What is Manichaeism?
Manichaeism is a religion founded by Iranian prophet Mani during the 3rd century CE. It mainly talks about the struggle between good and evil and the light and the darkness, therefore considered as a form of religious Dualism. It is classified as a religion that is a combination of Christianity, Zoroastrianism, Buddhism and Judaism. Additionally, Manichaeism offered salvation to the ones who are ascetic with their Manichaean lives. Once being a dominant religion in Asia during prophet Mani's days, Manichaeism's popularity slowly declined nearly died out around the end of the 6th century.
216 - Mani was born in Persian Babylonia (modern day Iraq).
228 - Mani had a vision.
237 - Mani had a second vision, and he was told to be the culminating prophet like Zoroaster, Buddha, and Jesus.
240 - Mani converted a Buddhist king.
242 - Mani first proclaimed his gospel in King, Gundesapor on the coronation day of Sapor I. He was then allowed to teach his faith, and with success, he converted 2 princes. In addition, missionaries were sent to the East and the West.
276 - Mani was persecuted under the rule of the new ruler Bahram I and died in prison (Bahram I was in favour of Zoroastrianism). Some say that he was crucified.
290 - Manichaeism was flourishing in Egypt
291 - Many Manichaeans were slaughtered in the Persian Empire.
291 - 303 - Innai reigned as Imam. During this time, the king became ill and resorted to Innai's expert healing skills. After the king's recovery, he tolerated Manichaeans and Manichaeism soon spread easily again.
300 - A village in India was known as Mani-grama (Mani's Town).
320 - A Christian named Hegemonius wrote the Acts of Archelaus, which was anti-Manichaeism and spread lies about Mani.
372 - Augustine became a Manichaean
405 - Augustine wrote against Manichaeans.
Late 300's to 400's - Rulers such as Theodosius I, Valentinian I, and Popes executed Manichaeans and burned Manichaean writings. Even though Manichaeism spread to Europe and China, it was regarded as heresy.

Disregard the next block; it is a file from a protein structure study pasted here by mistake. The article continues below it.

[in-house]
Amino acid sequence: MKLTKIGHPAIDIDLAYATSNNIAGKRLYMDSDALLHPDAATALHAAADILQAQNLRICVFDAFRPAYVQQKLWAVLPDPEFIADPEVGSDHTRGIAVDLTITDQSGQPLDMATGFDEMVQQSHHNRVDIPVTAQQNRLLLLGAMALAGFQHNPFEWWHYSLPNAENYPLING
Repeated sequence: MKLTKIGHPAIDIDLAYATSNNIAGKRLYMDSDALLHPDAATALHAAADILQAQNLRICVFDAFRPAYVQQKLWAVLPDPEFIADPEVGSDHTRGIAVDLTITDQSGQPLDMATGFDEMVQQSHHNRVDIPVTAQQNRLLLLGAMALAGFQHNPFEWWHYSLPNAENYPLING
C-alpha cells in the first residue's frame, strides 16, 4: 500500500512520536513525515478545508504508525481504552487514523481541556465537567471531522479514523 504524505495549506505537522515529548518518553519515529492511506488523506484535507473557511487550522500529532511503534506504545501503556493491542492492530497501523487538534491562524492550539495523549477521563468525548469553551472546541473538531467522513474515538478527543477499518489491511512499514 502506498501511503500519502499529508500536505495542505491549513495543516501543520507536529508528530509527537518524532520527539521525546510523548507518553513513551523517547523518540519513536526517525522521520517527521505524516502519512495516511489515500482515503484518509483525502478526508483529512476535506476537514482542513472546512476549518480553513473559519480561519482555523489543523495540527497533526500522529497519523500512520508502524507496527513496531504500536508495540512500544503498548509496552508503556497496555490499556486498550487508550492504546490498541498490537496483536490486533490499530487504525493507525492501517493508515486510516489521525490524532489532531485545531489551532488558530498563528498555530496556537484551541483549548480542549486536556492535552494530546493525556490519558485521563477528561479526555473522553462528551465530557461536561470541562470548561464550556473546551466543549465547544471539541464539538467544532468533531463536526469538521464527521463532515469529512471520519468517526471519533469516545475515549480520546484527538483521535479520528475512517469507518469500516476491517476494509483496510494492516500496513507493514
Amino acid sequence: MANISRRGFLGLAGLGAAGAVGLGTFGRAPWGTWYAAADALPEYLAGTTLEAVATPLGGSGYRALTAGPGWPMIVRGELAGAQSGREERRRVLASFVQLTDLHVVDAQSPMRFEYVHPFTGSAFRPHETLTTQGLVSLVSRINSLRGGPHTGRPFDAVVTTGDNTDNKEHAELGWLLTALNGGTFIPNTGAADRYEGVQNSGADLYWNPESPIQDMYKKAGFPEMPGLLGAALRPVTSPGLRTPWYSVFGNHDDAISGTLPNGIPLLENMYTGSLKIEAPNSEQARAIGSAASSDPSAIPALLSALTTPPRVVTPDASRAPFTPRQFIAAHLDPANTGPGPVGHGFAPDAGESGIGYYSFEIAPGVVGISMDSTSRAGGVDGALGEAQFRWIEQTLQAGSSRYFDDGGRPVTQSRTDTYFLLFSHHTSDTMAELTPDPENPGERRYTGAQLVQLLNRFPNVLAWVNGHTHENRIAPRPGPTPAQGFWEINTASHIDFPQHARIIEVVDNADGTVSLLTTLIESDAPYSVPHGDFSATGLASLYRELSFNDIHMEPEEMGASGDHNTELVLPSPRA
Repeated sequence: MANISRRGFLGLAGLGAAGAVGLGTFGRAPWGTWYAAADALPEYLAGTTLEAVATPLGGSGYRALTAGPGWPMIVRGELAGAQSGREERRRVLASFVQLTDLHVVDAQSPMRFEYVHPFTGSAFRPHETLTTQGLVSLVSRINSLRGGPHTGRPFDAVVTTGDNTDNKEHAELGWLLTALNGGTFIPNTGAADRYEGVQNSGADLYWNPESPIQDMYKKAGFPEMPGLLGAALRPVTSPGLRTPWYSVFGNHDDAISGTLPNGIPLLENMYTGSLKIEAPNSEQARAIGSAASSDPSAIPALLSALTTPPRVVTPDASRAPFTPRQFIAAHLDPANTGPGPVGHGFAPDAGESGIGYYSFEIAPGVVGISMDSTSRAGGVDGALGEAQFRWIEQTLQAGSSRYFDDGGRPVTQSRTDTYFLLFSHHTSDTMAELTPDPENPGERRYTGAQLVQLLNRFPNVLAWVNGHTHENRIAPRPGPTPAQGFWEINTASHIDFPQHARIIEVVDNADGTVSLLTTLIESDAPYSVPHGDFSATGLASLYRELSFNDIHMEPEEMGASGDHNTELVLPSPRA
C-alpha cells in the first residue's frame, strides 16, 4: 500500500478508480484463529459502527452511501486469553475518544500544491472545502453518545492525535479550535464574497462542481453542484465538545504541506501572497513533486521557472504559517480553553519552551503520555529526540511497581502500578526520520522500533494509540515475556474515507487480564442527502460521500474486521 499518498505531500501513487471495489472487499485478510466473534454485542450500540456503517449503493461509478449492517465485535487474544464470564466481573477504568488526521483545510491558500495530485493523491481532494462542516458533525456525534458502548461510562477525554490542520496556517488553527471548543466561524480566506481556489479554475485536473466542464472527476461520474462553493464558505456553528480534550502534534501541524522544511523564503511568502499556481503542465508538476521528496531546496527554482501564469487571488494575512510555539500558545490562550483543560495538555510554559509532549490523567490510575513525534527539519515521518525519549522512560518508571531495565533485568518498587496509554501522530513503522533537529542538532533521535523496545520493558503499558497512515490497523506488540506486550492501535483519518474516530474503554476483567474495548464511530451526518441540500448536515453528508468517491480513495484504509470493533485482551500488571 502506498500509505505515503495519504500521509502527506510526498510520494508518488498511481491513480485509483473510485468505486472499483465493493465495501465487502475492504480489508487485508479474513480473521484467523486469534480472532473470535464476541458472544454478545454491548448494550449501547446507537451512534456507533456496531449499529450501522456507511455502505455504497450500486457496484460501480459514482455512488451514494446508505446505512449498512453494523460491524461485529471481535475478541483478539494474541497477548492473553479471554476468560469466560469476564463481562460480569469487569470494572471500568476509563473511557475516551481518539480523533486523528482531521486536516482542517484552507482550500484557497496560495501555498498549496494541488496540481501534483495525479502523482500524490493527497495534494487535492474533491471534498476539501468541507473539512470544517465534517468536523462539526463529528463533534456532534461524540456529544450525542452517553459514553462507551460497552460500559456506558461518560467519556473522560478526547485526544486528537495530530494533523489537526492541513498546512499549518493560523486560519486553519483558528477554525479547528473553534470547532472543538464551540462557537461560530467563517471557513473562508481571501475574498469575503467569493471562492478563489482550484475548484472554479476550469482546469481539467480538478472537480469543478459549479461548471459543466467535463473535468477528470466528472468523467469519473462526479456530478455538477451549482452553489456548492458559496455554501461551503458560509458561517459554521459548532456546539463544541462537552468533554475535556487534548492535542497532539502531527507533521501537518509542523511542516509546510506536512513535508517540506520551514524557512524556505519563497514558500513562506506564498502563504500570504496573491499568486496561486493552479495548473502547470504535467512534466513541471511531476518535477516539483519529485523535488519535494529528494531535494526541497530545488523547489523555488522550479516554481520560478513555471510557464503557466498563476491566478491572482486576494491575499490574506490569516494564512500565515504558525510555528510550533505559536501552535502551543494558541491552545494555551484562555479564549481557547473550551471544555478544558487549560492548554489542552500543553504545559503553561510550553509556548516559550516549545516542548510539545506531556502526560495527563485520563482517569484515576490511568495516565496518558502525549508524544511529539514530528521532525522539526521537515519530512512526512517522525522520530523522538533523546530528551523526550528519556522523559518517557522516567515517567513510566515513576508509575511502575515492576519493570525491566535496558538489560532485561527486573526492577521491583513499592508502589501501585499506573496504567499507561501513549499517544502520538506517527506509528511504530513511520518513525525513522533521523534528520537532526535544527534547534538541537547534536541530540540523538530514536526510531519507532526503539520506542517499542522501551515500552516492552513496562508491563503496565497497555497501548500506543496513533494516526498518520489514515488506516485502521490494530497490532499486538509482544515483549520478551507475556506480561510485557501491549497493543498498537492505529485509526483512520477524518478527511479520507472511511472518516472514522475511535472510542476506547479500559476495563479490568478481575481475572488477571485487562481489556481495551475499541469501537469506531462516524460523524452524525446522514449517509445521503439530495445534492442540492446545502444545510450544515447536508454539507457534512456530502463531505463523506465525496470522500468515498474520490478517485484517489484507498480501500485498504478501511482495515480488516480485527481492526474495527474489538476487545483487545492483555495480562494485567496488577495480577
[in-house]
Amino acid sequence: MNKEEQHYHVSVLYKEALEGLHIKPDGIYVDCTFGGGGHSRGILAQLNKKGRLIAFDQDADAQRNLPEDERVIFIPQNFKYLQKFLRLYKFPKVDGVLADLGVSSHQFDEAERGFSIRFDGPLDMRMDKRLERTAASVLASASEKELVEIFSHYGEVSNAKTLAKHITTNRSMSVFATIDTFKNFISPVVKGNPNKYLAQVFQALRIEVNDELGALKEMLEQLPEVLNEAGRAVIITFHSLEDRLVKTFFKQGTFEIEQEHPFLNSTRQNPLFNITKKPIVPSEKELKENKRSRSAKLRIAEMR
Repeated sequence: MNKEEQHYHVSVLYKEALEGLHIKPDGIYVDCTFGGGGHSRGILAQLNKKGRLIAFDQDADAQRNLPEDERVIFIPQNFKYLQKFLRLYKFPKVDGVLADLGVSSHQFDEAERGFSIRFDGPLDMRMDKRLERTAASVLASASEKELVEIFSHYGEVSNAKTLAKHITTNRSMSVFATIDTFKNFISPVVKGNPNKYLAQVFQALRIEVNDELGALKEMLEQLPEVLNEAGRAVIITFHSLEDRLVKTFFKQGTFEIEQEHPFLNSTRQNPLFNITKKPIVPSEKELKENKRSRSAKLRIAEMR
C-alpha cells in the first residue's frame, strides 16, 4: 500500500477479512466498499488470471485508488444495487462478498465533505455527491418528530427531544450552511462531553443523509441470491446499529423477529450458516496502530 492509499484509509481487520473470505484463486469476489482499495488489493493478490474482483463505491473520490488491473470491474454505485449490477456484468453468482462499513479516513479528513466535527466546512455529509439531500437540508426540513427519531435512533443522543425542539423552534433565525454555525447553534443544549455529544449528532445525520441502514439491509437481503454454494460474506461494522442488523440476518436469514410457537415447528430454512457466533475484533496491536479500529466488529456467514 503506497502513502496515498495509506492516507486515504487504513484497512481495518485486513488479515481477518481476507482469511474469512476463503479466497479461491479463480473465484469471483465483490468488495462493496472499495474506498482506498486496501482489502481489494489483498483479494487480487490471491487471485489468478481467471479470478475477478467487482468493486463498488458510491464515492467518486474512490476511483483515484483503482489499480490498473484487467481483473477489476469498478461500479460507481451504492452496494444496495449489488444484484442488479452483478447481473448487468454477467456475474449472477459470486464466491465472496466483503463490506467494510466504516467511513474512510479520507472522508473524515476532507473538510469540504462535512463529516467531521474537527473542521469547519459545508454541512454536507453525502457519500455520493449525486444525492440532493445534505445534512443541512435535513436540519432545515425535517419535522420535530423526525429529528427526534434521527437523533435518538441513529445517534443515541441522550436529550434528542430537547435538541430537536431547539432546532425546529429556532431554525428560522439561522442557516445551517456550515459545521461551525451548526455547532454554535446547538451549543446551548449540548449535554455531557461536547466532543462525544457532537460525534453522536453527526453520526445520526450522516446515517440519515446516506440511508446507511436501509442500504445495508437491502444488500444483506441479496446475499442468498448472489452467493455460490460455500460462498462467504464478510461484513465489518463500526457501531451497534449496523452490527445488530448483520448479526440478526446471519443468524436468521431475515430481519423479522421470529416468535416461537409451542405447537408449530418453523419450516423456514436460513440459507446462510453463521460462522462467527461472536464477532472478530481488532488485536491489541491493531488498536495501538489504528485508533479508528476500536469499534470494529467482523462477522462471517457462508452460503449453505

620 - Manichaeism spread eastward through the Silk Road and through China.
“Prayer was obligatory four times a day: at noon, late in the afternoon, after sunset, and three hours later. Prayer was made facing the sun or, in the night, the moon; when neither sun nor moon was visible, then the North, the throne of the Light-King. It was preceded by a ceremonial purification with water or for lack of water with some other substance in the Mohammedan fashion. The daily prayers were accompanied by twelve prostrations and addressed to the various personalities in the realm of light: the Father of Majesty, the First-Man, the Legatus Tertius, the Paraclete (Mani), the Five Elements, and so on. They consist mainly of a string of laudatory epithets and contain but little supplication. As time and attitude of prayer were intimately connected with astronomical phenomena, so likewise was the duty of fasting. All fasted on the first day of the week in honor of the sun, the Perfect also fasted on the second day in honor of the moon. All kept the fast during two days after every new moon; and once a year at the full moon, and at the beginning of the first quarter of the moon. Moreover, a monthly fast, observed till sunset, was begun on the eighth day of the month.”